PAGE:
Joel Meyerowitz on the power of colour

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Image above: Truro, 1976 © JOEL MEYEROWITZ

Alongside other seminal figures (such as William Eggleston and Stephan Shore) Joel Meyerowitz was an early advocate of colour photography when there was resistance to viewing it as a serious art. Endorsing his move away from black & white, Meyerowitz said: ‘colour describes more things…when I say description, I don’t mean mere fact and the cold accounting of things in the frame. I really mean the sensation I get from things – their surface and colour – my memory of them in other conditions as well as their connotative qualities. Colour plays itself out along a richer band of feelings – more wavelengths, more radiance, more sensation.’

Image above: Bay-Sky, Provinctown, 1977 © JOEL MEYEROWITZ 

Permanently adopting colour photography in 1972, six years later Meryerowitz published Cape Light. Using a vintage 8x10 Deardoff view camera, Meryerowitz’s images are largely locations found across the coast and small towns of Cape Cod, Massachusetts. Meditating on the colour, light and scale of area, the photographs are serene, luminous landscapes that look at colour as a sensorial and evocative experience. To coincide with the re-release of the highly successful book, Beetles+Huxley exhibit a set of prints from Cape Light.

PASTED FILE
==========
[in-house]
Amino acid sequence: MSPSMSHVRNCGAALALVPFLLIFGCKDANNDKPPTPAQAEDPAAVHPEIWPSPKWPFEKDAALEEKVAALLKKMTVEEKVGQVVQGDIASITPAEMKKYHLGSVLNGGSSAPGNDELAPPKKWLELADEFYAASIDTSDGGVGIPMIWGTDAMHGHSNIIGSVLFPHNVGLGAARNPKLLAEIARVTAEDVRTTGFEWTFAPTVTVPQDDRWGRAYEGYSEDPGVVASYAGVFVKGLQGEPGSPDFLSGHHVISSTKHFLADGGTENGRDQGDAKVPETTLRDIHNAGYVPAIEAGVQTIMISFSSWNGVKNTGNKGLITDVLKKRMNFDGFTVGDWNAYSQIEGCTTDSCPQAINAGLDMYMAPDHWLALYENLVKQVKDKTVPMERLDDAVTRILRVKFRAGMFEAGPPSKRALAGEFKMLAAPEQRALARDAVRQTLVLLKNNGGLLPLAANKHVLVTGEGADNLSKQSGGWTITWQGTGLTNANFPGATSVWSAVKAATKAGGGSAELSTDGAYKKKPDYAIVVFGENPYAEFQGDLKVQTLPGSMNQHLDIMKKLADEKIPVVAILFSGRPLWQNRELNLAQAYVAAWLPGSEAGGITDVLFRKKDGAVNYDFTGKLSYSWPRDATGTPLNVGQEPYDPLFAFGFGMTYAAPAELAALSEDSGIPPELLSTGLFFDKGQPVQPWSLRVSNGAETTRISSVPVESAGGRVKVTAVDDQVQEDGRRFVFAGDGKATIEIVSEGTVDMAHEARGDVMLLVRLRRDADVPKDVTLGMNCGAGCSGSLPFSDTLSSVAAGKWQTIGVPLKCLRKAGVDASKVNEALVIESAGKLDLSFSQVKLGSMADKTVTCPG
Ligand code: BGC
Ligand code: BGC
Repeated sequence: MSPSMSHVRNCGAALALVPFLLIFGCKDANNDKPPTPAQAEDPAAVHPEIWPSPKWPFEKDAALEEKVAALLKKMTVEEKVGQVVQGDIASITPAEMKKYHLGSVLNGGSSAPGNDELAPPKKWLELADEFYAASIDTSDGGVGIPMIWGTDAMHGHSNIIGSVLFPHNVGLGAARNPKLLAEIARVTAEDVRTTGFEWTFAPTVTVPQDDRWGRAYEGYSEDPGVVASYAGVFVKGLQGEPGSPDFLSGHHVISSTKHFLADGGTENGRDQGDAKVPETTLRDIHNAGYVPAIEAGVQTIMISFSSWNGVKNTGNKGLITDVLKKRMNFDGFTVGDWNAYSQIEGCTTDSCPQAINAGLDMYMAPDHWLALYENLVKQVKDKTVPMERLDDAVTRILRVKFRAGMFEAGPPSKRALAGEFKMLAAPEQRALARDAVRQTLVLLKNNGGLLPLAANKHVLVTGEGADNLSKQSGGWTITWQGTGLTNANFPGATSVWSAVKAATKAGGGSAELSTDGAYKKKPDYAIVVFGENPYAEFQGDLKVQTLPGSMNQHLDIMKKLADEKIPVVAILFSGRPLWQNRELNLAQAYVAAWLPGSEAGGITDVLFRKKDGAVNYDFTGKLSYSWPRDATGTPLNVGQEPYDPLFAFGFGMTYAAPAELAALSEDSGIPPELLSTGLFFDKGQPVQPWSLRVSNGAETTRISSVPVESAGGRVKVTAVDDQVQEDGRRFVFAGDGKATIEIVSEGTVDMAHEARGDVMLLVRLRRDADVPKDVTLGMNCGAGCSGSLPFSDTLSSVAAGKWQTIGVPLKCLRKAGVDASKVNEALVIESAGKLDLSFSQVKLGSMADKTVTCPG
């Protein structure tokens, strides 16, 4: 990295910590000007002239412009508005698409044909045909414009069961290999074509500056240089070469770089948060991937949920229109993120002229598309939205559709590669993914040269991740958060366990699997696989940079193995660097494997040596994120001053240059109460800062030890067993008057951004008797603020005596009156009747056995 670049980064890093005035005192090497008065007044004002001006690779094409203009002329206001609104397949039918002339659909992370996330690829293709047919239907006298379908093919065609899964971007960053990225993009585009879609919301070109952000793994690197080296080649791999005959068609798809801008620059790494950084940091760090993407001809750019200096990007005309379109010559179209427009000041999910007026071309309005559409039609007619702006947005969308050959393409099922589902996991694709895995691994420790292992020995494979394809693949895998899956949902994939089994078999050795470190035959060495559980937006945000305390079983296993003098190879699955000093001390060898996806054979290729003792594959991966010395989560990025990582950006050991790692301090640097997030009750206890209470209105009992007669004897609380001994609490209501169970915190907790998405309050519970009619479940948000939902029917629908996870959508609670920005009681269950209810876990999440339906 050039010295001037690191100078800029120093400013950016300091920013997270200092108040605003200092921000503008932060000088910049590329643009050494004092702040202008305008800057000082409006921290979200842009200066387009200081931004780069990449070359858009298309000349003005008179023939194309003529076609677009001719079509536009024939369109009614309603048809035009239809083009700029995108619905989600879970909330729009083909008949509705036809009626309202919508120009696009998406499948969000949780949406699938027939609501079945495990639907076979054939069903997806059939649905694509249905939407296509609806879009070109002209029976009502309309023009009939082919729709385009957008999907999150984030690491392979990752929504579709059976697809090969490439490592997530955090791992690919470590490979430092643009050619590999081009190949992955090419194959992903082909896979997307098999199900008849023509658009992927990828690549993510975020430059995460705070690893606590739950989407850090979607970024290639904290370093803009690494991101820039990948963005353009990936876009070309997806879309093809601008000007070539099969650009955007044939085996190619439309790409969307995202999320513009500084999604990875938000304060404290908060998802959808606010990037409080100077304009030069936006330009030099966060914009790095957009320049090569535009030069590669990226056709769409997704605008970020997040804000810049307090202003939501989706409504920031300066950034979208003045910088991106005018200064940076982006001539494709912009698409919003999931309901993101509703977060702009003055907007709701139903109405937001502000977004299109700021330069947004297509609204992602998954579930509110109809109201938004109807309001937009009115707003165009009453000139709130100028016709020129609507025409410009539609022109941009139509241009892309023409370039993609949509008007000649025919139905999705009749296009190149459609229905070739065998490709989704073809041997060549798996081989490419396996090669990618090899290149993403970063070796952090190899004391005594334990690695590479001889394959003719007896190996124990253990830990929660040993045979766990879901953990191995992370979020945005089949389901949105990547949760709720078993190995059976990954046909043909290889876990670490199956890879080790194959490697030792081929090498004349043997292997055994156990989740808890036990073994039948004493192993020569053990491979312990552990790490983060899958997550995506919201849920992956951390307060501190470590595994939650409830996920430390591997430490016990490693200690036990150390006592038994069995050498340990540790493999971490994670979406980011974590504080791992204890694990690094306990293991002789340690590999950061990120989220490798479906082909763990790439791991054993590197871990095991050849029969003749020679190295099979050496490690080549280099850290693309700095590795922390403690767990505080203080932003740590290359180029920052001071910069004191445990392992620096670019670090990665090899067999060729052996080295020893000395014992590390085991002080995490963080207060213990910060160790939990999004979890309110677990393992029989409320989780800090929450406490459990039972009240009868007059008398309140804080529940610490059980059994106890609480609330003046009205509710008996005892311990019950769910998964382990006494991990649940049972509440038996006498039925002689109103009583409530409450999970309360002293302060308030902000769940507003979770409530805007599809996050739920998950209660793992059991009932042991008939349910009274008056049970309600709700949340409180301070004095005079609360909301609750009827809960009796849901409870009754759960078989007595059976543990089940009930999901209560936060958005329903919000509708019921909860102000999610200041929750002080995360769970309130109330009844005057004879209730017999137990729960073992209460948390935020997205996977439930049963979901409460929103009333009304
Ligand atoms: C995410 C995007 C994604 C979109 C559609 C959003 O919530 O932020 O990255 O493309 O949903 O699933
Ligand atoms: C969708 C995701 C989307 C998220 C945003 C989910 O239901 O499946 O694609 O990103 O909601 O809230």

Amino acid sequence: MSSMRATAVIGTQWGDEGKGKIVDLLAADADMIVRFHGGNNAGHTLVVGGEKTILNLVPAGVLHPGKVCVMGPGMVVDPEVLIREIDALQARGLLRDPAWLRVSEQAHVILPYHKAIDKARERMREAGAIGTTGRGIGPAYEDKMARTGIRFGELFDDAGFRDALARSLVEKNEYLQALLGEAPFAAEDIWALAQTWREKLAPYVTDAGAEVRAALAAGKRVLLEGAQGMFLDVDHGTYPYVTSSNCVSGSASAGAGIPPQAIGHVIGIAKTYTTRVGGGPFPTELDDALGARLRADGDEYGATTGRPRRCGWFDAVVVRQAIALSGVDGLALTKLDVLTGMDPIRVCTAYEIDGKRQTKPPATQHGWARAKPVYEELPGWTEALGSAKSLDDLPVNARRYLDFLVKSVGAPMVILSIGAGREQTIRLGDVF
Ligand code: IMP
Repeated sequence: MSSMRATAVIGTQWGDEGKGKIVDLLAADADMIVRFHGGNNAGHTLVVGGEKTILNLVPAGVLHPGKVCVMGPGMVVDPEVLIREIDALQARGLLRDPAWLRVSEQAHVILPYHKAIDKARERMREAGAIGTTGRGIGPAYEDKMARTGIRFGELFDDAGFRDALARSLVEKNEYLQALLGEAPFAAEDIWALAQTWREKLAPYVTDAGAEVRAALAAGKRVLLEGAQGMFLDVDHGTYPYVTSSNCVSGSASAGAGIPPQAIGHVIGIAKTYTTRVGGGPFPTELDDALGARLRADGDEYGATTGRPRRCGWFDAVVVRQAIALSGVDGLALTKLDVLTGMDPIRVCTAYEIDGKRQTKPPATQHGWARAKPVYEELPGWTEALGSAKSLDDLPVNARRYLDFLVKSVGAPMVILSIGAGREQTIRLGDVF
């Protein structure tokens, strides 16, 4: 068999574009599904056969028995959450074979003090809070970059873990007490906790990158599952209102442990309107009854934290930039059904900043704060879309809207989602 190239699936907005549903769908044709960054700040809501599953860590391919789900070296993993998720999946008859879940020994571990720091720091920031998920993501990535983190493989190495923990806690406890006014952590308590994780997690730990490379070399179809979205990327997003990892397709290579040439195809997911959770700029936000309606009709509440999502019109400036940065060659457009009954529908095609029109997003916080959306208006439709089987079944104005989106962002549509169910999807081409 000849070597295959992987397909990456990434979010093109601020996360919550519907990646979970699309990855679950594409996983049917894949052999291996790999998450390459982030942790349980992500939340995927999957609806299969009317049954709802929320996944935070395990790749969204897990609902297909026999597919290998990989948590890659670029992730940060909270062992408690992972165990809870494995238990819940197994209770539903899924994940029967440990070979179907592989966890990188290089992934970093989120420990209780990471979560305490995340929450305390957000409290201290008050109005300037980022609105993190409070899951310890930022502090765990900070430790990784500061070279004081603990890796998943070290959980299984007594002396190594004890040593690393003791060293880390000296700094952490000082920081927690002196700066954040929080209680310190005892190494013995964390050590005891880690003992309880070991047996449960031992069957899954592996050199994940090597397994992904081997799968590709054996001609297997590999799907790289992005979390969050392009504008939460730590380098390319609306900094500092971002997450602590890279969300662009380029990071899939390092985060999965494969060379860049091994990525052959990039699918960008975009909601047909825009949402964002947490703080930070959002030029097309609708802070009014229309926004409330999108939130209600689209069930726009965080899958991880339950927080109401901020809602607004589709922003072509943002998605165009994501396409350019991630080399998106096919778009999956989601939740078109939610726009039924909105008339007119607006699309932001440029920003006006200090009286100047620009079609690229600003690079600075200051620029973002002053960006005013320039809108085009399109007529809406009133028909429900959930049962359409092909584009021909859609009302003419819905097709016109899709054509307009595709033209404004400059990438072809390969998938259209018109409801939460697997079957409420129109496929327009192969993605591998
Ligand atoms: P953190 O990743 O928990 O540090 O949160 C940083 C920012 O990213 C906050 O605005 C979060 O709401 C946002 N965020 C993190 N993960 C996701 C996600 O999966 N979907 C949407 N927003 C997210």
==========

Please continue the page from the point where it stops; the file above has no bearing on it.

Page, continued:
Joel Meyerowitz: Cape Light

26 January to 20 February

Beetles+Huxley

3-5 Swallow Street

London

WIB 4DE

Find out more here

Image above: Cold Storage beach, 1976 © JOEL MEYEROWITZ